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A poll, conducted by Environics Research, shows a whopping 87 per cent of residents oppose the Liberal government’s plan to sell more than half of Hydro One to private investors. More than eight in ten residents also believe privatization will result in higher rates on their electricity bills.

“The poll tells the government that Thunder Bay knows Hydro One is a critical part of our public infrastructure and they want it to stay publicly owned and publicly accountable,” said Fred Hahn, president of the Canadian Union of Public Employees (CUPE) Ontario, who commissioned the poll.

The poll is being released in advance of a public meeting on the issue, which will take place at  6:30 p.m. on Wednesday, June 24, at the Lakehead Labour Centre, 929 Fort William Road.

“Wherever this kind of hydro privatization has happened, it’s driven up rates. That will hit everyone’s pocketbook, and it will mean municipalities, schools and hospitals will be forced to cut front-line services to pay for rising hydro rates,” said Hahn. “Skyrocketing hydro rates are bad for our communities and bad for our economy.”

Hahn will be speaking at the public meeting, as will Thunder Bay City Councillor Andrew Foulds and community activist Jules Tupker.

The panel will point to clear evidence that privatizing hydro will lead to increased rates, less accountability and, ultimately, less government revenue for public infrastructure and programs, and will discuss the government’s obligation to consult with First Nations.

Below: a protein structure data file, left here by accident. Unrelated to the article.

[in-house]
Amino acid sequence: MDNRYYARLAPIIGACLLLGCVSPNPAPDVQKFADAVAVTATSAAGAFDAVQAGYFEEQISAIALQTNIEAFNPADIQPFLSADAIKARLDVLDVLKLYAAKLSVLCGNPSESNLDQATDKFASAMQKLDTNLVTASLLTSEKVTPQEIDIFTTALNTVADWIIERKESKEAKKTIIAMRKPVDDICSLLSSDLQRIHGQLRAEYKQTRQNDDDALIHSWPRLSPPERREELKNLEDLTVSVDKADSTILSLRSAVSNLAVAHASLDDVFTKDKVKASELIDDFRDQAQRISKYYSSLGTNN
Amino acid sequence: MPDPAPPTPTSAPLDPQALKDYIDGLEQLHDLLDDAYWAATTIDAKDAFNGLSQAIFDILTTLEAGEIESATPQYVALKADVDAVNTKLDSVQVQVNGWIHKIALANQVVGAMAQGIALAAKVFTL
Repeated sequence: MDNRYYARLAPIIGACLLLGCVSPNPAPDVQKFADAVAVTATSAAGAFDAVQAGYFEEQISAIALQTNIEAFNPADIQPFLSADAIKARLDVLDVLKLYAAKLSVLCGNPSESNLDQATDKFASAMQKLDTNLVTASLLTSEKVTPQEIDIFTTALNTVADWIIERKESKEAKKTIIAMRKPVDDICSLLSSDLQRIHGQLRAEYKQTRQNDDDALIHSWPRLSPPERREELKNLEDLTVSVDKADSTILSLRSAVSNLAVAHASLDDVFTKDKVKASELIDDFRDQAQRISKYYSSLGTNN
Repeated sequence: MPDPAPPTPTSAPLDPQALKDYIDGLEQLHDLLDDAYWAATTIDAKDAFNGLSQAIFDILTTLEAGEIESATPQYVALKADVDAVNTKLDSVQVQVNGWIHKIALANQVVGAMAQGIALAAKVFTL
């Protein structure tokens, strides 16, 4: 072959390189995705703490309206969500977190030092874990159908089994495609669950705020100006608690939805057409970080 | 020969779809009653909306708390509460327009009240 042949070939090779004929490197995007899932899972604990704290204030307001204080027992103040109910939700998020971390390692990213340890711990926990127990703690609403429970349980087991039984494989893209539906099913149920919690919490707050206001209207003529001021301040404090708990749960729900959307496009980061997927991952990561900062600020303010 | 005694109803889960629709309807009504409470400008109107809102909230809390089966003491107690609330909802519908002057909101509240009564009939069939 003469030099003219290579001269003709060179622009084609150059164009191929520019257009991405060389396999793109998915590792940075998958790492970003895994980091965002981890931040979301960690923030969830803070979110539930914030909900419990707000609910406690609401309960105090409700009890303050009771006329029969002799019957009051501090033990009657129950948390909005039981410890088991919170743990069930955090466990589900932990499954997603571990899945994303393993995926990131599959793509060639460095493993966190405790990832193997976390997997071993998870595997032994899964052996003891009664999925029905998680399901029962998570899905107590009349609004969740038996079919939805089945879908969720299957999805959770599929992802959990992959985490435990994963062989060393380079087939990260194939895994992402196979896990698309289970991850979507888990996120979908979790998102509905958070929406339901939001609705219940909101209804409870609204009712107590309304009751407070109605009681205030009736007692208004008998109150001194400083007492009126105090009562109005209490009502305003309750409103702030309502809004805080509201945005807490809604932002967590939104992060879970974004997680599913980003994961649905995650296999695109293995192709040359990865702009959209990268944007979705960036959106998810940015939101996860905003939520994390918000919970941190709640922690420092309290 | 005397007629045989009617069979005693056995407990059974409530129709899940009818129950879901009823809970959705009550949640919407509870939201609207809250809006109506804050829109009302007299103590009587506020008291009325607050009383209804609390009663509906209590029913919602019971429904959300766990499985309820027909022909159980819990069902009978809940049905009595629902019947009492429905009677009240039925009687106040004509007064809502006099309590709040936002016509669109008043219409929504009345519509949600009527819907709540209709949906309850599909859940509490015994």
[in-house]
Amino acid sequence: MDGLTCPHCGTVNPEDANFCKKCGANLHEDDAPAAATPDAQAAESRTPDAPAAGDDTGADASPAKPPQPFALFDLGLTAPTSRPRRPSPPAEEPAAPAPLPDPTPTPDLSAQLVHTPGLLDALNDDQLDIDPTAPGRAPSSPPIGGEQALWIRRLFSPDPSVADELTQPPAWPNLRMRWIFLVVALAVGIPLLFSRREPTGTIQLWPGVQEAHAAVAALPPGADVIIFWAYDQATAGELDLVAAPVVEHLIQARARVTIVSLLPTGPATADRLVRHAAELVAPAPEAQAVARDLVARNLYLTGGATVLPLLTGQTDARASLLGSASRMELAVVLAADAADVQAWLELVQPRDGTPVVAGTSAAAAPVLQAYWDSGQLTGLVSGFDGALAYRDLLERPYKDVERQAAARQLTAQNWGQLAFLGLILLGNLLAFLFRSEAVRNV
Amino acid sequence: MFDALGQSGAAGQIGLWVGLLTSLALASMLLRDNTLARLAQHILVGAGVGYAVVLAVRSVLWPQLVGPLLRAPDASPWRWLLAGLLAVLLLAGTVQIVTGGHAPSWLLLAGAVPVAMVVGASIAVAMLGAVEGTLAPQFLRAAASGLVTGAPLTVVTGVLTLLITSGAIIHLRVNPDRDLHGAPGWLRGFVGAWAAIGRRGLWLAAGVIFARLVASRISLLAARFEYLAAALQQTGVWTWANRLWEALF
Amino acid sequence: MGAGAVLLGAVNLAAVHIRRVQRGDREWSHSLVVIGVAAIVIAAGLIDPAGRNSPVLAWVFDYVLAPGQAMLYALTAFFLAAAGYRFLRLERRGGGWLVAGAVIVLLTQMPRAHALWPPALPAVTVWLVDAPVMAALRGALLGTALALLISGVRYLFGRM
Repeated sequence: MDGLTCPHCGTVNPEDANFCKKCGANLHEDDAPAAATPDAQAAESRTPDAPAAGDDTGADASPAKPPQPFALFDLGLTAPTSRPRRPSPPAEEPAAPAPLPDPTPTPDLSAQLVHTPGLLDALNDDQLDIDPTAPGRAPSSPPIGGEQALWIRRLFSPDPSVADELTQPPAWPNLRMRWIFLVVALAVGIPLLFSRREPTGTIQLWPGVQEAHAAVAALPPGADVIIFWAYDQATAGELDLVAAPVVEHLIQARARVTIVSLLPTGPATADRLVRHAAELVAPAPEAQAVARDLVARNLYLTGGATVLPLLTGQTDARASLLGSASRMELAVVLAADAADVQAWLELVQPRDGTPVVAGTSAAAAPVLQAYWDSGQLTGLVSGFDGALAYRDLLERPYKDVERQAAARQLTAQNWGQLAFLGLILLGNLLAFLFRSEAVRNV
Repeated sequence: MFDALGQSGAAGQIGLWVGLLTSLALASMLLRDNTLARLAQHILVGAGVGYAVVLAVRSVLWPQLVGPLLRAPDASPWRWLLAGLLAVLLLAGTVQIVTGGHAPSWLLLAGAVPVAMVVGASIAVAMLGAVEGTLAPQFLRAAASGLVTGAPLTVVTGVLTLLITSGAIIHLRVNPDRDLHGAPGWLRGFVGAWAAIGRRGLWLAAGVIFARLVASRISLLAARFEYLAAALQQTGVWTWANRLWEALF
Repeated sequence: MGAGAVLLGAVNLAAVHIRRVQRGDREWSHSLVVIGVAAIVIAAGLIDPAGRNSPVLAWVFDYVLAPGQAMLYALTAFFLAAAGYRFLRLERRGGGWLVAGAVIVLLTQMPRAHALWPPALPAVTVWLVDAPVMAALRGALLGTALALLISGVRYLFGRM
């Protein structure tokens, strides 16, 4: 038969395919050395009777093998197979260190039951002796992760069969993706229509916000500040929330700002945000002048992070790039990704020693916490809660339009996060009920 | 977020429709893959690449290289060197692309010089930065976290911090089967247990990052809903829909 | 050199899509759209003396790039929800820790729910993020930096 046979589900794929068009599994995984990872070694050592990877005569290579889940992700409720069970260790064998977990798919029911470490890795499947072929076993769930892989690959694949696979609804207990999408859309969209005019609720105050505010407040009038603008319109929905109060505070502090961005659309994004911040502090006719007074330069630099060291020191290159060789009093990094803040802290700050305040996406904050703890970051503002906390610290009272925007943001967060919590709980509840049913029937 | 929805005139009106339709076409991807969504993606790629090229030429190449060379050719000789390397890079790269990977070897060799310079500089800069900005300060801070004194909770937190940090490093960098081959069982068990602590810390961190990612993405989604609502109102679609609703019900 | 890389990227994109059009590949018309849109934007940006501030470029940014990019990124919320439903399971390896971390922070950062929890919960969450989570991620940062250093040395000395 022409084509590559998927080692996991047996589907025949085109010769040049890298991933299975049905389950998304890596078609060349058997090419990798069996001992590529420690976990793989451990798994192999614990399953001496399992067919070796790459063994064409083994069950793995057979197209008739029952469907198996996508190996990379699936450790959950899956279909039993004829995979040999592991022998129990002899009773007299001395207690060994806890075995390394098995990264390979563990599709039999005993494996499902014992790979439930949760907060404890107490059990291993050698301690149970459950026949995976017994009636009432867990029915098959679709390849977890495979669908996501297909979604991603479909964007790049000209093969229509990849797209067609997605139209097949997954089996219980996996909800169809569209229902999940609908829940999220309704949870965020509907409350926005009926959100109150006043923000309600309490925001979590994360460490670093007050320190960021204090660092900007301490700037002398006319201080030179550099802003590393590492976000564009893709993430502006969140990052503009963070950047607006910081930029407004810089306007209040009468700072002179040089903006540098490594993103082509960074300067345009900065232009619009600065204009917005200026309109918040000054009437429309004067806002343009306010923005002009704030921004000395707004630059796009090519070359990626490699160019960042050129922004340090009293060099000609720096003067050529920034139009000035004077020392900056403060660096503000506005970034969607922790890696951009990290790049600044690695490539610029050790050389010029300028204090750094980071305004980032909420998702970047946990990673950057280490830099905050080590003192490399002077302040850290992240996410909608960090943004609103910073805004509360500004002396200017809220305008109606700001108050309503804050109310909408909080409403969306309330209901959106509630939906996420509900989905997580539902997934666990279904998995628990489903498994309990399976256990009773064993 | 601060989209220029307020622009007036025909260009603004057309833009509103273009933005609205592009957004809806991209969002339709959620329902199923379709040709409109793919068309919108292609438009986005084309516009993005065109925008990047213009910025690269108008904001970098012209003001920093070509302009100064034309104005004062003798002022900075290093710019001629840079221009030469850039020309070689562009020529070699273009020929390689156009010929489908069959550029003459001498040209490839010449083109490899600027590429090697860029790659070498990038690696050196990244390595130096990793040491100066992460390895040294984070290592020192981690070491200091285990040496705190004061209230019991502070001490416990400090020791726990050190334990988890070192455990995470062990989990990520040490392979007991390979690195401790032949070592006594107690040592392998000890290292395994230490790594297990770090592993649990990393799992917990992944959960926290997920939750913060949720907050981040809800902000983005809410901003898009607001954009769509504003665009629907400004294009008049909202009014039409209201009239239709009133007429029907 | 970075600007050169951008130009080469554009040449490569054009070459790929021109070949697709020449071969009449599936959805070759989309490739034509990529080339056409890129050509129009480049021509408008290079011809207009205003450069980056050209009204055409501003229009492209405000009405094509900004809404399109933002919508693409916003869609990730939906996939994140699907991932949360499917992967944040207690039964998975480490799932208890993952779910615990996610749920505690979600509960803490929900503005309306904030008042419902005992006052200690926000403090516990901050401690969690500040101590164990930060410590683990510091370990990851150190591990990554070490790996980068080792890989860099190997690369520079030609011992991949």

Multiple studies and analysis in the U.S. and Canada conclude that private electricity costs more than public electricity.

Nine senior public accountability officers, including the auditor general, ombudsman and financial accountability officer, wrote the government stating that privatizing hydro would eliminate their authority to assess the ‘value’ and ‘quality of service’ the utility provides to the Ontario public.

Economic analysis from the former chief economist for TD Bank and Secretary of State (Finance) in the Chretien government, Dr. Douglas Peters, shows that selling 60 per cent of Hydro One will result in a net annual loss of $338 million to the province, even with the initial revenue from the sale, which he also cautioned would be less than the government is forecasting.

Environics Research conducted an interactive voice response (IVR) telephone poll of 572 residents of Thunder Bay on June 15. The results were weighted by age and gender to reflect the demographic makeup of Thunder Bay. The results of a survey of this magnitude have a margin of error of plus or minus 4.1 percentage points, 19 times out of 20.

Polling results available upon request.

For more information, please contact:

Craig Saunders
CUPE Communications